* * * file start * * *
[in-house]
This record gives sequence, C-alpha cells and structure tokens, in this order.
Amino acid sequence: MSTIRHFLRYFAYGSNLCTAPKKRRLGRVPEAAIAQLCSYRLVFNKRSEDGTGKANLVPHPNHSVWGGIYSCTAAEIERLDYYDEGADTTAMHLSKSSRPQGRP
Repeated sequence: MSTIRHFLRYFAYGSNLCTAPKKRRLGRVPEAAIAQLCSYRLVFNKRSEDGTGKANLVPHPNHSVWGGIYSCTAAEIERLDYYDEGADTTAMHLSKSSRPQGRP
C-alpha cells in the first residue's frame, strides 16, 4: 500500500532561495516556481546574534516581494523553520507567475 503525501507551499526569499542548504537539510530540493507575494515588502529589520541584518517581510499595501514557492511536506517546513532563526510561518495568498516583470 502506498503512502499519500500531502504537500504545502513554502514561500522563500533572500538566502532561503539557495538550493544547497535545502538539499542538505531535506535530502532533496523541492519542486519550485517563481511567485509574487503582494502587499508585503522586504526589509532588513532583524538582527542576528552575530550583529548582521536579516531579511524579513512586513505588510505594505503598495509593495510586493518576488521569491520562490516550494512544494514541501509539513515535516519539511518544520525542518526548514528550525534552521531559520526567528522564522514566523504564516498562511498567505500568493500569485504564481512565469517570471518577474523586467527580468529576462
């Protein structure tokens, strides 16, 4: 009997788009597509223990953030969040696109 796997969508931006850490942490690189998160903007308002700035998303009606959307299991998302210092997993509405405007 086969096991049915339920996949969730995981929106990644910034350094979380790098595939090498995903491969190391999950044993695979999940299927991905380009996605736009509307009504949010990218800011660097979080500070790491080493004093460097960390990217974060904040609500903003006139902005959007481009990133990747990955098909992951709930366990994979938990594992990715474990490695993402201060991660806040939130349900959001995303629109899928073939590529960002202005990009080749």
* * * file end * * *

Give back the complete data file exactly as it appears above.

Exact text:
[in-house]
This record gives sequence, C-alpha cells and structure tokens, in this order.
Amino acid sequence: MSTIRHFLRYFAYGSNLCTAPKKRRLGRVPEAAIAQLCSYRLVFNKRSEDGTGKANLVPHPNHSVWGGIYSCTAAEIERLDYYDEGADTTAMHLSKSSRPQGRP
Repeated sequence: MSTIRHFLRYFAYGSNLCTAPKKRRLGRVPEAAIAQLCSYRLVFNKRSEDGTGKANLVPHPNHSVWGGIYSCTAAEIERLDYYDEGADTTAMHLSKSSRPQGRP
C-alpha cells in the first residue's frame, strides 16, 4: 500500500532561495516556481546574534516581494523553520507567475 503525501507551499526569499542548504537539510530540493507575494515588502529589520541584518517581510499595501514557492511536506517546513532563526510561518495568498516583470 502506498503512502499519500500531502504537500504545502513554502514561500522563500533572500538566502532561503539557495538550493544547497535545502538539499542538505531535506535530502532533496523541492519542486519550485517563481511567485509574487503582494502587499508585503522586504526589509532588513532583524538582527542576528552575530550583529548582521536579516531579511524579513512586513505588510505594505503598495509593495510586493518576488521569491520562490516550494512544494514541501509539513515535516519539511518544520525542518526548514528550525534552521531559520526567528522564522514566523504564516498562511498567505500568493500569485504564481512565469517570471518577474523586467527580468529576462
């Protein structure tokens, strides 16, 4: 009997788009597509223990953030969040696109 796997969508931006850490942490690189998160903007308002700035998303009606959307299991998302210092997993509405405007 086969096991049915339920996949969730995981929106990644910034350094979380790098595939090498995903491969190391999950044993695979999940299927991905380009996605736009509307009504949010990218800011660097979080500070790491080493004093460097960390990217974060904040609500903003006139902005959007481009990133990747990955098909992951709930366990994979938990594992990715474990490695993402201060991660806040939130349900959001995303629109899928073939590529960002202005990009080749």